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185 of 189 people found the following review helpful
5.0 out of 5 stars Best Cooking for 1 cookbook
I have several other "cooking for 1" cookbooks and have found many good recipes there. But this is the cookbook I've been waiting for. Ms. Jones has shown me how to take ingredients that cannot be purchased in small quantities and re-use these imaginatively to create entirely different meals.

For example, a pork tenderloin becomes a small roast, scallopine, a...
Published on October 4, 2009 by Cathy

versus
161 of 191 people found the following review helpful
3.0 out of 5 stars Delightful read but recipes are common and old fashion.
I purchased this book last night at Barnes and Noble after reading about it in O Magazine. Judith Jones writing style is a delight and I enjoyed reading her narrative and folksy hints throught the book.

Unfortunately, I found the recipes in the book to be either common or old fashioned. Many of her main meals dishes call for beef or pork. A few called for...
Published on October 1, 2009 by C. Carter


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185 of 189 people found the following review helpful
5.0 out of 5 stars Best Cooking for 1 cookbook, October 4, 2009
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This review is from: The Pleasures of Cooking for One (Hardcover)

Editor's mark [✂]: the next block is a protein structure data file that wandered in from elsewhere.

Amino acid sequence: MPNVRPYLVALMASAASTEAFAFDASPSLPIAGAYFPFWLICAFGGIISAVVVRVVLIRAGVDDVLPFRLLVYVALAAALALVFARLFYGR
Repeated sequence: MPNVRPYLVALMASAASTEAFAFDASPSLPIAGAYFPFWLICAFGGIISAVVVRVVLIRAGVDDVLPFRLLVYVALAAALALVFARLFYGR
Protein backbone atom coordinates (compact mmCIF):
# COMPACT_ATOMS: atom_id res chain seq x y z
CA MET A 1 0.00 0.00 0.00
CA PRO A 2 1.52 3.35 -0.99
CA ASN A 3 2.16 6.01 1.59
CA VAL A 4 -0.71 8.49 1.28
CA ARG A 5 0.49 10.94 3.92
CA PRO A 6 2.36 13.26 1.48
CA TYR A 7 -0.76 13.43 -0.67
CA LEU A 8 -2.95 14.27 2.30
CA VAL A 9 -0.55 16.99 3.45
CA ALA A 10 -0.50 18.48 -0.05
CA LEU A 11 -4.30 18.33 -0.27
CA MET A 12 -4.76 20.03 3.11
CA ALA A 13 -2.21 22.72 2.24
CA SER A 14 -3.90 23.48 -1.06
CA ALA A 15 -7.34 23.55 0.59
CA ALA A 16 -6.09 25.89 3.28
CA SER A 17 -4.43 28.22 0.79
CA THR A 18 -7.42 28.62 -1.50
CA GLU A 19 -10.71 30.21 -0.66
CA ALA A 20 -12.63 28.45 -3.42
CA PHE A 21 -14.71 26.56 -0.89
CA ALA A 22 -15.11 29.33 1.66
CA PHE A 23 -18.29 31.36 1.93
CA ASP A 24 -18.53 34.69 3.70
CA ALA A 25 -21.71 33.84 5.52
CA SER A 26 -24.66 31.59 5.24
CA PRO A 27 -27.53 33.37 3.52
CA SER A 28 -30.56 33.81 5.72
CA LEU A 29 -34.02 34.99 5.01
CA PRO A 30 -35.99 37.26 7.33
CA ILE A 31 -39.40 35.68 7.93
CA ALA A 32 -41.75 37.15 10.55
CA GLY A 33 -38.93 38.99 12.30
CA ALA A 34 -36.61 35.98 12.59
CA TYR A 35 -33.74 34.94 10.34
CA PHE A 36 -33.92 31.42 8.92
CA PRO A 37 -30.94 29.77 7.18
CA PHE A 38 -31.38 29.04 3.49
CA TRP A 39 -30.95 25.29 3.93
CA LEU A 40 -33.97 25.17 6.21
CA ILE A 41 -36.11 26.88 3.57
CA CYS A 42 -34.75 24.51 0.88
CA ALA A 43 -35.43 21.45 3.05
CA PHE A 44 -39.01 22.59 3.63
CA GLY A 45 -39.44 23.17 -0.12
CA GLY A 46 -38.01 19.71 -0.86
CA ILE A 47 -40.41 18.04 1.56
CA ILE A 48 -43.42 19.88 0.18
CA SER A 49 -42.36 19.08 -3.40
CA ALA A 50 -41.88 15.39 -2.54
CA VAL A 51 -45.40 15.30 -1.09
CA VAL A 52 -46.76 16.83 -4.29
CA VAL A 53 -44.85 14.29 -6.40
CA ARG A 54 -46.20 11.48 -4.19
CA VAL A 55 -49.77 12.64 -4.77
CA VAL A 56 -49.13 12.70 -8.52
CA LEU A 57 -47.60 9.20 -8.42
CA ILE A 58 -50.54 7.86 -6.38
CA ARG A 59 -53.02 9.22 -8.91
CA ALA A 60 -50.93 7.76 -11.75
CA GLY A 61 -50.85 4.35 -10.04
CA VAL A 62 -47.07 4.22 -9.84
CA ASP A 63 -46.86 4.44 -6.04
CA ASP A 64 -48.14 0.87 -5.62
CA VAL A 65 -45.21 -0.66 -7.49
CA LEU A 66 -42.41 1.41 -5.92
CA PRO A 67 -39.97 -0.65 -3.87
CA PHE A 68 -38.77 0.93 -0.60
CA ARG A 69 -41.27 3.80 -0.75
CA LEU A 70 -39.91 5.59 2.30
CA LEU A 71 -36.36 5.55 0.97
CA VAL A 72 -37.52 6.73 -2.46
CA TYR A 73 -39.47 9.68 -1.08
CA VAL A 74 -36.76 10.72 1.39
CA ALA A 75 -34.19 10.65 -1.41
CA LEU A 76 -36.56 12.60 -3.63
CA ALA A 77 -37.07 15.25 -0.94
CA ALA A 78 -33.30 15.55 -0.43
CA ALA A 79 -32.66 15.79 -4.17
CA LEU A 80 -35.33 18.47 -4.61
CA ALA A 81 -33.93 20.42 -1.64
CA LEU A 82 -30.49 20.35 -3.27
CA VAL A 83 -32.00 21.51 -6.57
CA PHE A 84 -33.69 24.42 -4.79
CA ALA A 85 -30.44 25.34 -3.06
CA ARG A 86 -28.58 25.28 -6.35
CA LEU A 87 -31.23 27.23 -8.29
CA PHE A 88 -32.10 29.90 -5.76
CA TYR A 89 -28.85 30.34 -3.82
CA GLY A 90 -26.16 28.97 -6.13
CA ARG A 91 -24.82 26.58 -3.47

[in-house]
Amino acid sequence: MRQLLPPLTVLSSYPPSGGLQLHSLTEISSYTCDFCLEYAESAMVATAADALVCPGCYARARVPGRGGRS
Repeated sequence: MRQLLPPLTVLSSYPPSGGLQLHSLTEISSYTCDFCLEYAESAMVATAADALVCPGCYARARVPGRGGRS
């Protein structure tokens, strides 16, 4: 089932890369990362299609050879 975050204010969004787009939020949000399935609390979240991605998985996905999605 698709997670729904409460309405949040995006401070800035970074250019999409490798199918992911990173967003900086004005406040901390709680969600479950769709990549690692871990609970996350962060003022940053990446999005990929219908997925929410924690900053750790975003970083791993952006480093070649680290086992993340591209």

I have several other "cooking for 1" cookbooks and have found many good recipes there. But this is the cookbook I've been waiting for. Ms. Jones has shown me how to take ingredients that cannot be purchased in small quantities and re-use these imaginatively to create entirely different meals.

For example, a pork tenderloin becomes a small roast, scallopine, a gratinate, hash, and stir fry. Her examples have encouraged me to improvise myself. I can envisage a BBQ pork sandwich, a pasty with leftover pork tenderloin, skirt steak and potatoes.

She encourages playing with the recipes to create a meal exactly to your own tastes. Several of her recipes also include vegetable substitution recommendations allowing for seasonal meals. Or, if you're like me and can't stand a particular vegetable then you can swap it for something more palatable.

This cookbook creates a solid foundation for enabling a cook's creativity. Highly recommended.
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96 of 98 people found the following review helpful
5.0 out of 5 stars Inspiring, October 23, 2009
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D. G. C. (Irvine, CA United States) - See all my reviews
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This review is from: The Pleasures of Cooking for One (Hardcover)
This book is absolutely perfect for anyone who finds themselves cooking for one or two people. Not only are the recipes absolutely wonderful, the recipes for using left-overs are also great. Jones shows you how to shop, stock your pantry and freezer, and make wonderful meals for yourself that don't take forever yet taste like they did. I have over 50 cookbooks, and this is the one I find myself turning to again and again for my daily meals. This is real food - no processed shortcuts, no sacrifices. If you like to cook but think its too much trouble for just one person, get this book and you will have fun in the kitchen again.
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170 of 179 people found the following review helpful
5.0 out of 5 stars Rest assured, this is not just for singles., October 1, 2009
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This review is from: The Pleasures of Cooking for One (Hardcover)